The day before I landed in Rabat, Morocco last September for a semester abroad studying journalism, young Moroccan political reporter Hajar Raissouni was arrested for an alleged abortion and sex outside of marriage. Although Raissouni was ultimately pardoned by King Mohammed VI, the arrest was widely perceived as just one in a long line of instances of the Moroccan government employing civil laws (that are otherwise largely unenforced) to punish someone they don’t like.
A new initiative to address food insecurity at Rice allows students to donate their unused guest meal swipes, which will then be allocated to students living off-campus who cannot afford meal plans, according to Student Association President Grace Wickerson.
Beginning the fall of 2020, Orientation Week Peer Academic Advisors will no longer also serve as O-Week advisors. The Office of Academic Advising instituted this change to lower the mental and physical strain for students chosen for those positions, according to Aliya Bhimani.
Due to ongoing construction at the Central Plant, the campus has experienced disruptions in air cooling at both residential and academic buildings over the past week, exacerbated by a heat wave that culminated in a record-high 83 degrees on Wednesday.
Owl House Properties, a local property management company, plans to combine, or replat, lots 1933 and 1937 Dryden Road, in May 2020 into a one-lot, a four-story apartment complex, according to company president Ben Bahorich (Will Rice ’10), drawing backlash from some Southgate residents. The property management company, which owns several properties that are primarily occupied by Rice students, has twice been criticized by students in Thresher coverage in the past year for poor living conditions, unfair leases and delayed renovations.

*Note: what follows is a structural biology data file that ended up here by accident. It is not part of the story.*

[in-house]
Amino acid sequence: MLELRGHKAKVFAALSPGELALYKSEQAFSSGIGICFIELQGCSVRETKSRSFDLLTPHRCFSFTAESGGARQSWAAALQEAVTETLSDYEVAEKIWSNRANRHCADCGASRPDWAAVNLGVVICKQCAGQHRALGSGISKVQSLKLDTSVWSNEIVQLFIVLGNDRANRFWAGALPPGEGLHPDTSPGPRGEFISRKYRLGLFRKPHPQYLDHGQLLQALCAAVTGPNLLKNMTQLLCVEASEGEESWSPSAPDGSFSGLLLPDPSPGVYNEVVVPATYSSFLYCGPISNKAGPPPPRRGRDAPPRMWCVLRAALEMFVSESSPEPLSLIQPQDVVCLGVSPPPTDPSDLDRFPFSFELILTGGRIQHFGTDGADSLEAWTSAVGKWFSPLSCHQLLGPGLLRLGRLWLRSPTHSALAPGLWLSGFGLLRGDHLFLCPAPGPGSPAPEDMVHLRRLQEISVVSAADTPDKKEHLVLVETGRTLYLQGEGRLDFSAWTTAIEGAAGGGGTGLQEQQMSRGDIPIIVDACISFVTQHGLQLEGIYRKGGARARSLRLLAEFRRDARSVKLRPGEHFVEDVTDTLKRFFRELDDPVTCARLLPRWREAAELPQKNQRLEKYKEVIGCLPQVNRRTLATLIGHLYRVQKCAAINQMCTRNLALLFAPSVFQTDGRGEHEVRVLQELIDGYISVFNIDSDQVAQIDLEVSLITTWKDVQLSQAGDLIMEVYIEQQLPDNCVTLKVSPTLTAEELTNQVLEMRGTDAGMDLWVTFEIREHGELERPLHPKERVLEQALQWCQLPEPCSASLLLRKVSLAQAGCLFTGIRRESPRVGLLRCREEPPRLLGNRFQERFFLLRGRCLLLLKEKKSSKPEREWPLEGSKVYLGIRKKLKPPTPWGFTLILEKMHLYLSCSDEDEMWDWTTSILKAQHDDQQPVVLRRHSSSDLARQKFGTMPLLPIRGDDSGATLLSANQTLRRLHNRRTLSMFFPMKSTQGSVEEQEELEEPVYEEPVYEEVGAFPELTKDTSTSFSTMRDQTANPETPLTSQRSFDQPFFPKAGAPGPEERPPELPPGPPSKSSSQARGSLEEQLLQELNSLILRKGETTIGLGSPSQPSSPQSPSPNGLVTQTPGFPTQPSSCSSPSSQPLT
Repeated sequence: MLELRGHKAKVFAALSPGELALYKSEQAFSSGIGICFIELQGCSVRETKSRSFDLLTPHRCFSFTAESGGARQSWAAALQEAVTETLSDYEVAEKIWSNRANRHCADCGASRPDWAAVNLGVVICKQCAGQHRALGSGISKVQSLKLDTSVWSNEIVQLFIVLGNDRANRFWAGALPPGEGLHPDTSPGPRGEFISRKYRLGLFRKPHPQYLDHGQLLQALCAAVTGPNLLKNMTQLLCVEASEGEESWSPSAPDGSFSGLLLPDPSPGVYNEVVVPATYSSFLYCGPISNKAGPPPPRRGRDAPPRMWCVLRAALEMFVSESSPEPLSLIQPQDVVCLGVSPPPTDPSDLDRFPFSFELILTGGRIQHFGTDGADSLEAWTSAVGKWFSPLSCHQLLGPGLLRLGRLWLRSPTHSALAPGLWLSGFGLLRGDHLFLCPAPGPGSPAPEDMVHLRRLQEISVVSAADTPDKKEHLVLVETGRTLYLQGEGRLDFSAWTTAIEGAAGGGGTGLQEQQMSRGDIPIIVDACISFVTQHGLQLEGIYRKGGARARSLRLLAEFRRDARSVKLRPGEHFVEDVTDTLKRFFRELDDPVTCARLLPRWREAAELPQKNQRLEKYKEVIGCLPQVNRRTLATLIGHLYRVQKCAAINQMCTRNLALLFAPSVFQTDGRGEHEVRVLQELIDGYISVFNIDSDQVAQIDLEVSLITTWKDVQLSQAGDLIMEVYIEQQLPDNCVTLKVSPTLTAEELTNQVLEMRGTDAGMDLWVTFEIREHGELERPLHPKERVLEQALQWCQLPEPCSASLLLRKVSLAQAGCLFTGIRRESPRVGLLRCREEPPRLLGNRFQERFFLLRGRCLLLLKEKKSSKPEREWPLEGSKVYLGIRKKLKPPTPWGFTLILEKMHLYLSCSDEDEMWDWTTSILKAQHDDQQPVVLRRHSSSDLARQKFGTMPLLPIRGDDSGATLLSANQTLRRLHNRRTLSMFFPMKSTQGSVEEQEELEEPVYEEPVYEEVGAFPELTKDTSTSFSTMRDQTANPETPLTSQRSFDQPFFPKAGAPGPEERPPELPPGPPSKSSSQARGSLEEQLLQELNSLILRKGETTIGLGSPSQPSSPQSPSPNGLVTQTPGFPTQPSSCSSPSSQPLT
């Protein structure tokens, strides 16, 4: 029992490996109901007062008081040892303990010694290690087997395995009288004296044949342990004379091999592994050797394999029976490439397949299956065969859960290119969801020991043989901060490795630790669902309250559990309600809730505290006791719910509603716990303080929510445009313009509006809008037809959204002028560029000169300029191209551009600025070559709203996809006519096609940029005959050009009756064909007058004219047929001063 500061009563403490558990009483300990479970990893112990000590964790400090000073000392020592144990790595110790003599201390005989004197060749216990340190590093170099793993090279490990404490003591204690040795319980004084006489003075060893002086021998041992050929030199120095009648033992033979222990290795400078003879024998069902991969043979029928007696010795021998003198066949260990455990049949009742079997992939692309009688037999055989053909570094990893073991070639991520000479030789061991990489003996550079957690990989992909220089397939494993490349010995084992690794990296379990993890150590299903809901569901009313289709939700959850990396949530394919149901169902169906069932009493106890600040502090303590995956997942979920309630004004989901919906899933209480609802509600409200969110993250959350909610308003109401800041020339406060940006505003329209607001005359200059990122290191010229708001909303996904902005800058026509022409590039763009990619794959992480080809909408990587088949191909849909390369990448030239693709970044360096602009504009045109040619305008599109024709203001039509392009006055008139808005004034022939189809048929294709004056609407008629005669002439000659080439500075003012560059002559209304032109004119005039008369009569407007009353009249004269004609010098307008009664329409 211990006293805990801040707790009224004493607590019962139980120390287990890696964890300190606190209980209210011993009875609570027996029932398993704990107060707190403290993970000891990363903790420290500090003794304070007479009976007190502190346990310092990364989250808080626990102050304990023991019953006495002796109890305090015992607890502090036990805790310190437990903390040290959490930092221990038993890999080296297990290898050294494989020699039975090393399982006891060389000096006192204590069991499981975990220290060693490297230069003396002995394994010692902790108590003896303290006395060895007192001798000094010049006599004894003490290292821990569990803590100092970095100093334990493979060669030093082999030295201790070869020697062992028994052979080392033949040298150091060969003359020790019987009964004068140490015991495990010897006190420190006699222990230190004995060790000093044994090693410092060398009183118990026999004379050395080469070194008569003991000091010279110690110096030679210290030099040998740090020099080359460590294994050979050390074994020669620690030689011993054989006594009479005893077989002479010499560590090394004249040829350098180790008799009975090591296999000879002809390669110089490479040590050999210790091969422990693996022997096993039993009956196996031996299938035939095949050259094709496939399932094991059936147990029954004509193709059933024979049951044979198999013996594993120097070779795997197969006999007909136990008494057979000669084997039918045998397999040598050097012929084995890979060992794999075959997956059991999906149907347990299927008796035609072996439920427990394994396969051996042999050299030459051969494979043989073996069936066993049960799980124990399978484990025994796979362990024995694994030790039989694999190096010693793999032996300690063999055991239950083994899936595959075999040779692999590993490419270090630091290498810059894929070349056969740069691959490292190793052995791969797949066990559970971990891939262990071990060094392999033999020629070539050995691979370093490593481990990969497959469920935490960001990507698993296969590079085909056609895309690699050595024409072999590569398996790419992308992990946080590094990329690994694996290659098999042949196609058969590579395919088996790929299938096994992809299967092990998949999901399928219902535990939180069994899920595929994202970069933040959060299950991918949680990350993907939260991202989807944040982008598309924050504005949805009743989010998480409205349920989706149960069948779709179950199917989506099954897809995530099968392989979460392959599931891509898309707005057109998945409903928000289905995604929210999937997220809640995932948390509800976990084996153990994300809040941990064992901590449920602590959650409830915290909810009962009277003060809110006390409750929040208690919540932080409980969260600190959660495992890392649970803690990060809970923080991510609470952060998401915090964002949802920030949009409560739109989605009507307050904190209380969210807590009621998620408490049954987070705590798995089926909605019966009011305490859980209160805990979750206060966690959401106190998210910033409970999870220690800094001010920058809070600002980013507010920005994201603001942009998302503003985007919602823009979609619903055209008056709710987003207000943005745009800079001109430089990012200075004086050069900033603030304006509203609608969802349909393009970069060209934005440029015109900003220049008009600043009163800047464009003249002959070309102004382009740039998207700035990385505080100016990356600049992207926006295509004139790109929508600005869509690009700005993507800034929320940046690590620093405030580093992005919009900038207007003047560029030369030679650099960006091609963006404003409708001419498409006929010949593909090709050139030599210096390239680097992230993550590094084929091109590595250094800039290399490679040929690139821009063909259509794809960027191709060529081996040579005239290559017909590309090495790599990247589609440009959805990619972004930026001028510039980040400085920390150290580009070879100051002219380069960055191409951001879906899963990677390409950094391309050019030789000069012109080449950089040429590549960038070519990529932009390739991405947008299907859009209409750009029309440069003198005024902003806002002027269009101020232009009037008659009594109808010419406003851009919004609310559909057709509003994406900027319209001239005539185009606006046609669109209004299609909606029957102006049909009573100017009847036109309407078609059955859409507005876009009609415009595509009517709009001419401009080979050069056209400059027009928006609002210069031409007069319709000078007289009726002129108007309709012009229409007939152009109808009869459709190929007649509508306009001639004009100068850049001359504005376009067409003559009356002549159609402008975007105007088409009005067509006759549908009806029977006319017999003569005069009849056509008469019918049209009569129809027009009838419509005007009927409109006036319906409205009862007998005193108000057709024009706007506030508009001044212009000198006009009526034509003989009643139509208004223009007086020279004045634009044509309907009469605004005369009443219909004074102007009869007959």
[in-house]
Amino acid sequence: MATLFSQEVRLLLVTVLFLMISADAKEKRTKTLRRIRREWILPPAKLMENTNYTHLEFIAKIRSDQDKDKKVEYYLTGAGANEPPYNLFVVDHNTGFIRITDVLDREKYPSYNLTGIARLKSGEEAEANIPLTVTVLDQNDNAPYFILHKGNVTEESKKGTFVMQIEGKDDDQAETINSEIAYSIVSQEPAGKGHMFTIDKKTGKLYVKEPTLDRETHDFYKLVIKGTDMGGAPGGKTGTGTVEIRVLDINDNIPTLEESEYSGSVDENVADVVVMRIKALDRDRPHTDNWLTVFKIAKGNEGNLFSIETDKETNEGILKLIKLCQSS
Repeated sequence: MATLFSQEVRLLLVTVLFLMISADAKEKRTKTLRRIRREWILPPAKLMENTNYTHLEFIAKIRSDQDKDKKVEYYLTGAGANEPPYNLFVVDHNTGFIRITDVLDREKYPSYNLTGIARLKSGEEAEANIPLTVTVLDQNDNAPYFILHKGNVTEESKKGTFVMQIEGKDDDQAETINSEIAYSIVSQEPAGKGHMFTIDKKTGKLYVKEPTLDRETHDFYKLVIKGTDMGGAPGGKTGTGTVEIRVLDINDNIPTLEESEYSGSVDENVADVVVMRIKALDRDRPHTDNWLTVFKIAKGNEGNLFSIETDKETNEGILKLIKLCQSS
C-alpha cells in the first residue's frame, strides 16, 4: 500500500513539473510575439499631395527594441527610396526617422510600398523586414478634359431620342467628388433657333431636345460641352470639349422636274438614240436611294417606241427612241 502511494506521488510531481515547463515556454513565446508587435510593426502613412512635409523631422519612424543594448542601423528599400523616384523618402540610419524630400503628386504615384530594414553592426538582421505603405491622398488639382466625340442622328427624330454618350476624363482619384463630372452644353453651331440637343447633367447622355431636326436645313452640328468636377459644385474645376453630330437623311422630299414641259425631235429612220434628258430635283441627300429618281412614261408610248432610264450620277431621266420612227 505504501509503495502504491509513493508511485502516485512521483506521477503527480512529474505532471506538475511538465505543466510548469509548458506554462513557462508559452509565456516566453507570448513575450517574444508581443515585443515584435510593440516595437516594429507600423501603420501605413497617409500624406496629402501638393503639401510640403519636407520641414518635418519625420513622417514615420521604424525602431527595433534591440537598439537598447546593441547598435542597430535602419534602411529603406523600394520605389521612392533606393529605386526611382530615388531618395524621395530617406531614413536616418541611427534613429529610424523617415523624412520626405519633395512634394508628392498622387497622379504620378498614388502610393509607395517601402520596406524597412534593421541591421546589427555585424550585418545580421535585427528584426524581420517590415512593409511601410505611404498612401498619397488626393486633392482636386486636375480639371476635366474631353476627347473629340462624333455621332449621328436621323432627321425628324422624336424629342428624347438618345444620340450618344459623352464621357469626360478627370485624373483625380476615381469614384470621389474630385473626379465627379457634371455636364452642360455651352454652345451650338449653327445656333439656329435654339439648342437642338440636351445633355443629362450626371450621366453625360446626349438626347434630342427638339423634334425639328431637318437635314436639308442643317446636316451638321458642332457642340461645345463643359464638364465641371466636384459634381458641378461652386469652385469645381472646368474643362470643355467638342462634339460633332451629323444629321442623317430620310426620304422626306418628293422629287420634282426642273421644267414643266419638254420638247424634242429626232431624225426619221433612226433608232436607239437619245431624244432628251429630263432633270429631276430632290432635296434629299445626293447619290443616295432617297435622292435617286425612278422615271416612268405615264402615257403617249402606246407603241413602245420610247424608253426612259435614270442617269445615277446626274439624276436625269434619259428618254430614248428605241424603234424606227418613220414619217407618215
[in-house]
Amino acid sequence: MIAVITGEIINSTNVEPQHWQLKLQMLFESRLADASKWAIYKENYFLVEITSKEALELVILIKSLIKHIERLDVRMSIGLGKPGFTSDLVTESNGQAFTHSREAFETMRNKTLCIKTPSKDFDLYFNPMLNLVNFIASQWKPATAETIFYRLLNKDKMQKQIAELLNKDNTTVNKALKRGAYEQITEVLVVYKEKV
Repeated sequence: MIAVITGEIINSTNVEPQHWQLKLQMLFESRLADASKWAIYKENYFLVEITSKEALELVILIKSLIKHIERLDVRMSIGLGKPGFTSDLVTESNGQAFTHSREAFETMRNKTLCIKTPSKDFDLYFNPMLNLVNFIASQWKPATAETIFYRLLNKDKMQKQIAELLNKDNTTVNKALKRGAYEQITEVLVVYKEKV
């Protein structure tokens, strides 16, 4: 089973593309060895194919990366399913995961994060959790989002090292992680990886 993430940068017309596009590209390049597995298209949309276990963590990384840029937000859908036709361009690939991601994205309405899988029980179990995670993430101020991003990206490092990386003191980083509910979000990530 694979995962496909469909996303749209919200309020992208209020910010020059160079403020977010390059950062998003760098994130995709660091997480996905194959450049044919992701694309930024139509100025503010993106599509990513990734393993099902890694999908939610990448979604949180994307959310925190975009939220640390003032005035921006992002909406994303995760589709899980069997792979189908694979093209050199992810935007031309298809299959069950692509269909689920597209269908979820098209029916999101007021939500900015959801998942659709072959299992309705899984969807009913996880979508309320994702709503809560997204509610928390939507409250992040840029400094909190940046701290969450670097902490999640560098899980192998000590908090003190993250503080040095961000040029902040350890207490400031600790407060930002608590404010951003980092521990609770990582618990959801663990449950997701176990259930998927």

In response to continued development on Rice’s Innovation District on the border of Midtown and the Third Ward, members of a student coalition and 16 student organizations published a letter asking Rice to sign a community benefits agreement with Houston community members on Monday, Jan. 20.
Closing in at a swift one hour, 50 minutes and 34 seconds, Reginald DesRoches set a personal record at the Aramco Houston Half Marathon on Sunday, beating last year’s time by six minutes. Next summer, DesRoches will break another record. On July 1, the current dean of the George R. Brown School of Engineering will become the ninth provost to take office — and the first Black provost in Rice’s history.
What exactly does an associate vice provost do? They drive over 4,500 miles across Texas to speak to high school students about building confidence, mental health and applying to college. At least that’s what Cortlan Wickliff (Wiess College ’10), associate vice provost for academic affairs and strategic initiatives, did last November.
In the United States, people often celebrate the new year with kisses at midnight, a champagne toast and resolutions. When countdown concludes and the ball drops in Times Square, the new year has officially begun — for some. However, many East and Southeast Asians celebrate Lunar New Year, which doesn’t take place this year until Jan. 25. Here’s a look at how Rice students celebrate the new year.
Over sixty people gathered Sunday evening in the Rice Memorial Chapel for the annual Martin Luther King Vigil, put on by the Rice Black Male Leadership Initiative with the theme “Keeping the Dream Alive”.